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Relationship of paraoxonase-1, malondialdehyde and mean platelet volume with markers of atherosclerosis in familial Mediterranean fever: an observational study/Ailevi Akdeniz atesinde paraoksonaz-1, malondialdehit ve ortalama trombosit hacmi ile ateroskleroz belirteclerinin iliskisi: Gozlemsel bir calisma.


Familial Mediterranean fever (FMF) is an autosomal recessive disease manifested by recurrent attacks of serositis (peritonitis, pleuritis, pericarditis, synovitis/arthritis), fever and characterized by clinical, histological and laboratory evidence of inflammation. The prevalence reaches 1 in 200 individuals in non-Ashkenazi Jews and 1 in 1.073 in the Turkish population (1-3). Although FMF presents with exacerbations and attack free periods, it has been demonstrated that there is sustained inflammation during attack-free periods of FMF patients (4, 5). There have been many studies demonstrating the cardiovascular involvement in patients with FMF. Most familiar of these is pericarditis in a ratio of 1.4%. It has been demonstrated that left ventricle diastolic functions, heart rate recovery index, coronary flow reserve in other words coronary microvascular function are impaired in FMF patients (6-8). Carotid artery intima-media thickness is found to be increased in many studies. Hypercoagulability, increased asymmetric dimethylarginine (ADMA) and lipoprotein (a) levels, increased platelet activation and QT dispersion are the other manifestations of the cardiovascular system disorder (9-14). In spite of these atherosclerotic risk markers there is no conclusive data showing increased atherosclerotic heart disease prevalence at FMF patients.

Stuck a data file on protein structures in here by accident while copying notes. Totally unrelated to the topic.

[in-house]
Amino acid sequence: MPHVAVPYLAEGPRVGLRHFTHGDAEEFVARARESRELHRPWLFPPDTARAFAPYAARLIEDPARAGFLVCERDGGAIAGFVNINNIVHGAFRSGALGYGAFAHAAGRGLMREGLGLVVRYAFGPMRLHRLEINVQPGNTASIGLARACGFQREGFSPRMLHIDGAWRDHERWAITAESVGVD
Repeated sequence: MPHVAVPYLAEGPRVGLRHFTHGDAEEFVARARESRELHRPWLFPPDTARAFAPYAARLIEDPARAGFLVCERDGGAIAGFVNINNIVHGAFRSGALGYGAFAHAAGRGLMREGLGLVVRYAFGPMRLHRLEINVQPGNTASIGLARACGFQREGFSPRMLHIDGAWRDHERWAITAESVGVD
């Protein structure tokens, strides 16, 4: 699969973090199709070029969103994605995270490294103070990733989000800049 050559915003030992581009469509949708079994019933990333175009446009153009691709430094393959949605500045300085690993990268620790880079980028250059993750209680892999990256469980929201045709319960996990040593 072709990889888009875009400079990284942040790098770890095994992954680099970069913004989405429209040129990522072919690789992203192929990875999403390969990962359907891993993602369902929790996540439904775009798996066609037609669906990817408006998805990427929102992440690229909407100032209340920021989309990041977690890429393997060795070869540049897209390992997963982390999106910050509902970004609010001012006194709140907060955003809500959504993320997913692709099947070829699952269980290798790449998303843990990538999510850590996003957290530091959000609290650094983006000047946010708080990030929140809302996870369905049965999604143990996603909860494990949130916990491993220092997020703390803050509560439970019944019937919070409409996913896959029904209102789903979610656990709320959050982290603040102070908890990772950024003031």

An increased level of high- density lipoproteins (HDL) has been reported to be associated with decreased risk for coronary artery disease (CAD). This protective effect of HDL against atherosclerosis is attributed to the enzymes associated with HDL metabolism. One of these enzymes is paraoxonase (PON). The PON-1 is synthesized in the liver and transported to the HDL in the plasma (15). It is a protein of 354 amino acids with a molecular weight of 43 kDa. Studies have shown that HDL-associated PON-1 inhibits lipid peroxidation or degrades biologically active oxidized lipids in low density lipoprotein (LDL). The PON-1 is recruited with breakdown of lipid peroxides before they can accumulate on LDL (16, 17). The PON-1 can hydrolyze lipid peroxides in oxidized lipoproteins (18). The PON-1 over-expression protects mouse from atherosclerosis (19). The PON activity decreases in many diseases such as slow coronary flow , cardiac syndrome X, coronary artery disease, diabetes mellitus, myocardial infarction and acute phase response (20-25). Several studies have demonstrated that there is a significant relationship between PON-1 activity and concentration and severity of CAD (26-28).

Reactive oxygen species are highly reactive molecules that, when present in excess, overwhelm the protective systems and results in cell damage and lipid peroxidation. Lipid peroxidation product measurement is used to evaluate the effects of increased oxidative injury. Lipid peroxidation leads to the formation of highly reactive lipid hydroperoxides and their subsequent decomposition causes to the formation of various products; one of the best known being malondialdehyde (MDA) (29). MDA is confirmed to be a useful oxidative stress marker.

Mean platelet volume (MPV) is believed to be a marker of increased thrombogenicity and increased in patients with acute myocardial infarction, stroke, diabetes mellitus, congestive heart failure and hypertensive patients with evidence of target organ damage (30, 31).

No studies have previously evaluated the serum PON activity at FMF.